Miter Saw / November 23, 2018 / Tina Abrahamsson.
Before mounting the fence or fences to the miter saw table top draw a pencil or chalk line where the front of the fence is to be positioned. Take a long straightedge lay it flat on the miter saws metal table and push one edge of it long the miter saws metal fence. Keeping it in this position draw a pencil line along the table top out as far as possible. Repeat on the opposite side of the saw if you have tables on both sides of the saw. Extend this pencil line as far as possible. Place the fence along the pencil line with the end of the wooden fence almost touching the end of miter saws metal fence. (Leave a 1/16" gap between the wooden fence and the metal fence.) Drill appropriately sized holes for the lag screws through the table top and into the 2x4 joist underneath the table top (one for each slot).
To get technical for a very brief moment (and using the average 10-inch compound miter saw and the average 12-inch sliding compound miter saw (opposite ends of the spectrum to bookend your possible cutting capacities) 10 and 12-inch miter saws usually offer the following cutting capacities: Max Crosscut at 90-Degrees: 2-1/2-inches by 6-inches - through - 4-1/2-inches by 12-1/2-inches. Max Crosscut at 45-Degrees: 2-inches by 8-inches - through - 4-1/2-inches by 8-1/2-inches. Blade at 45-degrees: 2-inches by 6-inches cut - through - 3-inches by 12-inches. Max Standing Molding: 4-inches - through - 6-inches. Bevel: Bevel controls allow users to adjust the angle of the blade to make angled cuts along the thickness of a board.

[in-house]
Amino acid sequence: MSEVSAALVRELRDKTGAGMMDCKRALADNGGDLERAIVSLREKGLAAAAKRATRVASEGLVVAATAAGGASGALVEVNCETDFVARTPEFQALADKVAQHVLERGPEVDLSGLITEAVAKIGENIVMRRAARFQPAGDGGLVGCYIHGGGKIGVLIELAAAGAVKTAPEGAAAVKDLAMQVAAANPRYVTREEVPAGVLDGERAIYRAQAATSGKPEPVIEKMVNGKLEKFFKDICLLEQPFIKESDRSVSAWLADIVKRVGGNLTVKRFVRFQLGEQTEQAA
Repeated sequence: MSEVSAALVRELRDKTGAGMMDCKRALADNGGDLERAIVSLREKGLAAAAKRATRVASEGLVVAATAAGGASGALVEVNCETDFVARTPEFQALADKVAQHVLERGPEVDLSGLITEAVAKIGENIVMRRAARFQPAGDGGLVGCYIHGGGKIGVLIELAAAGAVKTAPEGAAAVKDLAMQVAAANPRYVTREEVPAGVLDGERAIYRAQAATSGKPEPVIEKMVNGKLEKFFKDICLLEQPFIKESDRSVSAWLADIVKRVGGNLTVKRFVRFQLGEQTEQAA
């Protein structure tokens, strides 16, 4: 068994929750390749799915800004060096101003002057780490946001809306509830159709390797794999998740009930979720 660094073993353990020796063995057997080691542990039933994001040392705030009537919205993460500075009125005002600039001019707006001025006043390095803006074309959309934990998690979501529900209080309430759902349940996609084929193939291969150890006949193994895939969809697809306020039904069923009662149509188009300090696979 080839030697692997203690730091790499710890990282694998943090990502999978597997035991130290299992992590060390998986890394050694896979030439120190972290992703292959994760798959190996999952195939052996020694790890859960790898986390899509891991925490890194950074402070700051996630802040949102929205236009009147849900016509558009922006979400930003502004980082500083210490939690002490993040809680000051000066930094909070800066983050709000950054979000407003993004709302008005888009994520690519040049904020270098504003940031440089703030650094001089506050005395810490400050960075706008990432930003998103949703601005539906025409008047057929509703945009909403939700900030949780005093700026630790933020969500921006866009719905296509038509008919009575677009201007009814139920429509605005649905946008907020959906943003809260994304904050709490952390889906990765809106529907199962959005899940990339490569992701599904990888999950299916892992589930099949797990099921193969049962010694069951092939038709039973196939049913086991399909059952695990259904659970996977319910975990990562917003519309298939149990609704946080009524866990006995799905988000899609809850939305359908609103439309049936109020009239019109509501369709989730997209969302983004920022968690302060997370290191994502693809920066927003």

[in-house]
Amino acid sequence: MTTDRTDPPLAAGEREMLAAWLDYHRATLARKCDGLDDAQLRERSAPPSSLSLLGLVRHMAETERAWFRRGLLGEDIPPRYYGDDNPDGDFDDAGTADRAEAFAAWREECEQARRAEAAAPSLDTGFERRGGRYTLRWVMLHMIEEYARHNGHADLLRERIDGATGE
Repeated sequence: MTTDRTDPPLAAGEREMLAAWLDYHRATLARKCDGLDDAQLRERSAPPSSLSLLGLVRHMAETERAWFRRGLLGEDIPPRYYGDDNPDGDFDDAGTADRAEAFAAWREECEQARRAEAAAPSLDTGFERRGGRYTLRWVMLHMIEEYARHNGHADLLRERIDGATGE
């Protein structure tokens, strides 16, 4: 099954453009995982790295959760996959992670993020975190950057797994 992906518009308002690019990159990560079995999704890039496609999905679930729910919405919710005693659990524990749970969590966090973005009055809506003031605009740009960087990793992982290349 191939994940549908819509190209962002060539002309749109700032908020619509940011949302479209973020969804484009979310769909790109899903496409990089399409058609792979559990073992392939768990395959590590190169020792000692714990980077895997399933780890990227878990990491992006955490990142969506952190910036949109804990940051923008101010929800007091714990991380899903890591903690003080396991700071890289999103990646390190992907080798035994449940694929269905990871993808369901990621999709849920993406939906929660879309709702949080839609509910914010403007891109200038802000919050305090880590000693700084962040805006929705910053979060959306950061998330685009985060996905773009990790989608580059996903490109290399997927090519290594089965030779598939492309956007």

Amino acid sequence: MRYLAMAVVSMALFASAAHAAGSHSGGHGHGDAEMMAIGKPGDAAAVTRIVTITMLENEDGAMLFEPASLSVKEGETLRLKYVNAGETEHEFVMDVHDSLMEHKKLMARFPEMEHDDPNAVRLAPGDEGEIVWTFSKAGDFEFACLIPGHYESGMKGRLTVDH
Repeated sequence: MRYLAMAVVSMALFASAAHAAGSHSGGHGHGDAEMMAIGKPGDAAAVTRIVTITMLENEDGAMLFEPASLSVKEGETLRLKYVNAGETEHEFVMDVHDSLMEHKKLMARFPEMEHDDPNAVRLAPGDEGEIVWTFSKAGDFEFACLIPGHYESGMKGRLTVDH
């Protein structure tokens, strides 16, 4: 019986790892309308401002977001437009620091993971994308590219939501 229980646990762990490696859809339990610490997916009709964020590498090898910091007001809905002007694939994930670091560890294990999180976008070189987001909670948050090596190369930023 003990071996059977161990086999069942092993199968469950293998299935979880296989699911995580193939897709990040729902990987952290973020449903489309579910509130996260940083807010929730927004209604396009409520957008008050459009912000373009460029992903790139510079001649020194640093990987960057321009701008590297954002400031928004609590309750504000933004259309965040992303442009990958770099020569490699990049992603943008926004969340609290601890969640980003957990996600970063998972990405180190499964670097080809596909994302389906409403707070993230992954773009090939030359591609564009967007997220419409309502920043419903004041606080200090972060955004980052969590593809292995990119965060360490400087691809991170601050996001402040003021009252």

The longer you can build it the better off it will be for you but any length of saw table is better than no table at all. My miter saw table measures 8 Feet to the left of the saw blade and another 8 feet to the right of the saw blade. This way I can support the full length of a sheet of plywood on either side. The saw table is constructed over 2 x 4 framing and contains multiple storage drawers below the table which I use to store small tools and supplies. If you prefer the space underneath the saw table can be left open for shelf space or lumber storage. I suggest that the top surface be 3/4" Melamine or Formica over 3/4" particle board.
If you do find that you have to cut a piece that is larger than six inches and all you have is a 10 inch miter saw you do have a couple of options. The first is that you can simply cut as far as you can and then flip the piece over the finish the cut. The downside is that not all angles can be cut this way. The other issue is that lining up the cuts can be a problem although a laser on your saw will make things a lot easier. Another option that you may want to consider if you have a piece that is a little bit too big for your 10 inch miter saw is to use a piece of wood to raise the cutting deck. This will allow you to get closer to the middle of the blade which will give you more distance. Not all saws have the motor mounted high enough off the deck to make this possible so you will have to check if this is an option with your saw. If you do use this method make sure that you attach the wood firmly to the deck so that it does not slide around while you are cutting. The above methods for making cuts larger than six inches with a 10 inch miter saw are stop gaps that you can use if it is something that only happens occasionally.